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Getting some REST

I know, the titles need some work. I started looking at PHP Idempotency and the first definition said I should look at REST instead, so here we are.

REST (and RESTful) come up quite a bit in the course I’m taking but so far, nothing has been explained. Thanks to the power of Google, I now know more than I did before.

REST stands for “Representational State Transfer”, and is often described as a REST API / RESTful API. An API (Application Programming Interface), in its simplest terms, is a way for two things to talk to each other – data is transferred back and forth, and the API acts as the bridge between the things. I said “things” instead of “programs” in this case – but I would say it’s safe to say at the end of the day it’s all a program doing the heavy lifting. The reason I said things is because the definitions I’m reading say systems and computers – and what really is a system or a computer, but a piece of hardware that contains a program.

So to expand on the concept of API being a way for two things that talk to each other, a RESTful API is a set of standards on the way the API is created. There are others that I won’t go into right now (such as SOAP or XML-RPC), for this article we just need to know that REST is one of a handful of potential options. What sets REST APIs apart from the other APIs mentioned above is it’s less strict in the way REST does things – provided the API in question follows six design principles.

Uniform Interface: All API requests should look the same regardless of where the request comes from.

Client-Server Decoupling: Client and Server applications must be completely independent. Basically, the client can only communicate with the server via the URI of the requested resource.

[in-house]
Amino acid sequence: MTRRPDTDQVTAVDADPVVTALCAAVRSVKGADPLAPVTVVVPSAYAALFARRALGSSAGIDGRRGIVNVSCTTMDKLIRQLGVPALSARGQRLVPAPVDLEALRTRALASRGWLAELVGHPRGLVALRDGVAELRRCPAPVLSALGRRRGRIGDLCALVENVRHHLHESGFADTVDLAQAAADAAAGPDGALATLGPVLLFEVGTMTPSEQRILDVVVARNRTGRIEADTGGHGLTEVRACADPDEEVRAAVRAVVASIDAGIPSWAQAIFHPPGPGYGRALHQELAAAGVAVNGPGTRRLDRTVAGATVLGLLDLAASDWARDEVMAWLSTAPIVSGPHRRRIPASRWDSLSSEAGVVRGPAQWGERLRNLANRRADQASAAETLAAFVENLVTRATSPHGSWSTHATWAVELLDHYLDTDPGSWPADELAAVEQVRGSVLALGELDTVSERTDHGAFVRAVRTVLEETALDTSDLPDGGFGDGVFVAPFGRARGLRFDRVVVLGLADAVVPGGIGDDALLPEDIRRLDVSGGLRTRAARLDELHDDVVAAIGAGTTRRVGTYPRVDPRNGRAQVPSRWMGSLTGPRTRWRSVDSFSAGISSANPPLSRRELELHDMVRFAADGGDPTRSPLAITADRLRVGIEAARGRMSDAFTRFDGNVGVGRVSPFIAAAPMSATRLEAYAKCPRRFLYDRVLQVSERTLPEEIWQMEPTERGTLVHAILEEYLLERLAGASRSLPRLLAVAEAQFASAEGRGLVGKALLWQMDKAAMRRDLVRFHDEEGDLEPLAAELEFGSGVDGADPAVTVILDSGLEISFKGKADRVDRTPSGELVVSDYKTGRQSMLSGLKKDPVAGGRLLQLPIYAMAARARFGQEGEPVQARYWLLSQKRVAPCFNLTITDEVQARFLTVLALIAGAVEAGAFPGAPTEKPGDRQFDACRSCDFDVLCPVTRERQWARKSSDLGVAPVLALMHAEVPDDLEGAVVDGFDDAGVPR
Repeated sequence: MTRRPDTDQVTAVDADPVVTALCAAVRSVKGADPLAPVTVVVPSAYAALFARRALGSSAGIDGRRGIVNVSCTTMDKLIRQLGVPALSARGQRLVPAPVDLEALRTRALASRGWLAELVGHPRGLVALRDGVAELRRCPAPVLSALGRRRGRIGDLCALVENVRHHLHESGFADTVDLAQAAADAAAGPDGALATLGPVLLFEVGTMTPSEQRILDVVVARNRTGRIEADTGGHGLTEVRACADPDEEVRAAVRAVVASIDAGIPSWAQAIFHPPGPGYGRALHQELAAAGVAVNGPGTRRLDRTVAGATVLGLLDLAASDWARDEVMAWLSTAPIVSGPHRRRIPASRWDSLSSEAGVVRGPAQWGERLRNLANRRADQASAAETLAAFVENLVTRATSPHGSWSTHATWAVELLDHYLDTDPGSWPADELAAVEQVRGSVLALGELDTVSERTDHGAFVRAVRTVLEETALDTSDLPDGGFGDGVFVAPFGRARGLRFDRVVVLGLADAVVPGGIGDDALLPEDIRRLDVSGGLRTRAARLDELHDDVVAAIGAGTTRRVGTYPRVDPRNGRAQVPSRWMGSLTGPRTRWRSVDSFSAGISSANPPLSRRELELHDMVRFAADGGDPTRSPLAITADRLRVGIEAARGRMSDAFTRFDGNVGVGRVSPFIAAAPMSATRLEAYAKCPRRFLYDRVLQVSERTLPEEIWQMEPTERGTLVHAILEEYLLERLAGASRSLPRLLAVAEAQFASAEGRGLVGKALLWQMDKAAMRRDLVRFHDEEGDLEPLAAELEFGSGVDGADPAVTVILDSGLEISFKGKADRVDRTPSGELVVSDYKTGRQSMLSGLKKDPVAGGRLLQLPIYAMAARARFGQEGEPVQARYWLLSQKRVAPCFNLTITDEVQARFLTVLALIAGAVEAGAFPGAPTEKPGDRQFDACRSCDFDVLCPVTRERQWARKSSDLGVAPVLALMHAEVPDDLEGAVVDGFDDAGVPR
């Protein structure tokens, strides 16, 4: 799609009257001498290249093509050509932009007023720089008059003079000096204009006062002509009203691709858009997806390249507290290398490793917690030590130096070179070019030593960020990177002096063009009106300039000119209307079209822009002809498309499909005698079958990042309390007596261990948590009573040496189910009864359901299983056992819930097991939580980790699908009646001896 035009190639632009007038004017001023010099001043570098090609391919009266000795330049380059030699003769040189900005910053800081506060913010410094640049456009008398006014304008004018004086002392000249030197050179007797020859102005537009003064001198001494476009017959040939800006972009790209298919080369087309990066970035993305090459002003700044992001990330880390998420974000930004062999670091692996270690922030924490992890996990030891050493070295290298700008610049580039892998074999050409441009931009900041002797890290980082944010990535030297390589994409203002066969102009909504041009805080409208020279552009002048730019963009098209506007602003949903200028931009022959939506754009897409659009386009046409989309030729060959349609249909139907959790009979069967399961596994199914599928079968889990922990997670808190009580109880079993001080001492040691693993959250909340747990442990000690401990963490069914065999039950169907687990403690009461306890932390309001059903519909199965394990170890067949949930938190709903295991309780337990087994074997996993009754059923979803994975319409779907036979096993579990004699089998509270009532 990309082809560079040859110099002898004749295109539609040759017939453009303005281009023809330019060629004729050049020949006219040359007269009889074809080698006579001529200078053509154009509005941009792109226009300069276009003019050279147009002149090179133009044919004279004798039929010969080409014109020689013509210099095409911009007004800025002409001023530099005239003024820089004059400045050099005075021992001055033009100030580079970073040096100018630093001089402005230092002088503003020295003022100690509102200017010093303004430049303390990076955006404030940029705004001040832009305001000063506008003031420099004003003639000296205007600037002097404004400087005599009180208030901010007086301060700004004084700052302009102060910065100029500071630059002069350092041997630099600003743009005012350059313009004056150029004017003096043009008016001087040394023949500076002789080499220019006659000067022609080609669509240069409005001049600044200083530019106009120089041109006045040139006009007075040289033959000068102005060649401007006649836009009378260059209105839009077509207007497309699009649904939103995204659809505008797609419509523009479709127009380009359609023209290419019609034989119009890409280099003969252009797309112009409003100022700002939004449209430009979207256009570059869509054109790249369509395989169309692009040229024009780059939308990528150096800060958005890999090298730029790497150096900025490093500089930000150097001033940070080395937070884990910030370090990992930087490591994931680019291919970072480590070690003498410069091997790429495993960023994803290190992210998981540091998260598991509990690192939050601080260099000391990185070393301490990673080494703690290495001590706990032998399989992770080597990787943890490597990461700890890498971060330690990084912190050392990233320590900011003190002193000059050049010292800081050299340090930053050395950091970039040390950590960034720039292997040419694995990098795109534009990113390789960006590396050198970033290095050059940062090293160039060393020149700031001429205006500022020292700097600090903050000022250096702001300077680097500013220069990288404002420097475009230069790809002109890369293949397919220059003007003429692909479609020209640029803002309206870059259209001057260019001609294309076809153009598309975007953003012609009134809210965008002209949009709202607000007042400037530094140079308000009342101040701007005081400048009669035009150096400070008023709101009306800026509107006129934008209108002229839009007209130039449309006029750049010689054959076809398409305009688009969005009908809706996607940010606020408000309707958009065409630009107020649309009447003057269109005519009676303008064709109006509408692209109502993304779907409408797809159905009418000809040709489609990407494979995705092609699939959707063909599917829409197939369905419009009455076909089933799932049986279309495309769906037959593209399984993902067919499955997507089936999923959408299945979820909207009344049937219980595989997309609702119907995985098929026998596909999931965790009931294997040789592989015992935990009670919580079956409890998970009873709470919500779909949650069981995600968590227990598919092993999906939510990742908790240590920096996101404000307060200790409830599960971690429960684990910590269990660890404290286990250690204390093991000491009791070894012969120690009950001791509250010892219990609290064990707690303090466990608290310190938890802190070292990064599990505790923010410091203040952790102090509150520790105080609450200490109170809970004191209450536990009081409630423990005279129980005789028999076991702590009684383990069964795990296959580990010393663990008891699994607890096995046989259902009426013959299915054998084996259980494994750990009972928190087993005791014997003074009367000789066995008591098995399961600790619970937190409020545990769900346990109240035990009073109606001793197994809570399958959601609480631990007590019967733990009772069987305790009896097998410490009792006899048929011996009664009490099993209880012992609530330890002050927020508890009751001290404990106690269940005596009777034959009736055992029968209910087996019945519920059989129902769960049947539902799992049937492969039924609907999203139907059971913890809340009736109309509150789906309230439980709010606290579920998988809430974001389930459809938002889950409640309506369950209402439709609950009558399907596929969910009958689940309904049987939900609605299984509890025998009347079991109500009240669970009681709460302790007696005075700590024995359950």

Stateless: REST APIs do not require server-side sessions & servers do not store any data related to a client request.

Cacheable: Resources should be cachable on the server or client-side & the server should indicate whether or not caching is allowed for the delivered resource.

Layered System Architecture: We shouldn’t assume that the client and server connect directly to each other – there may be many intermediaries in the connection. The API therefore needs to be designed so neither the client or server know if they’re talking directly, or through an intermediary.

Code on Demand: This one is apparently optional. From time to time, responses can contain executable code such as Java applets.

I feel that based on those six principles alone, I’m way above my pay grade right now. The only takeaway that I need to know at this point in my journey is uniformity. REST came up as we were discussing common conventions, such as “show and destroy” when it comes to terminology surrounding the application. We’re not creating an API per se, but we’re trying to follow commonly accepted conventions. Considering I’ve barely scratched the surface here, I think it made sense that it wasn’t described what REST was as it came up in the course. Going any further would cause needless confusion – which means I’ll stop here as well.

For more reading; I’ll link two sources I used:

Author: Greg
Middle-aged father of two - still a kid at heart! Lover of all things geeky, trivia, factoids, craft beers, and procrastination. #SnorlaxIsMySpiritAnimal. #CanadianEh! "I don't know. Fly casual."

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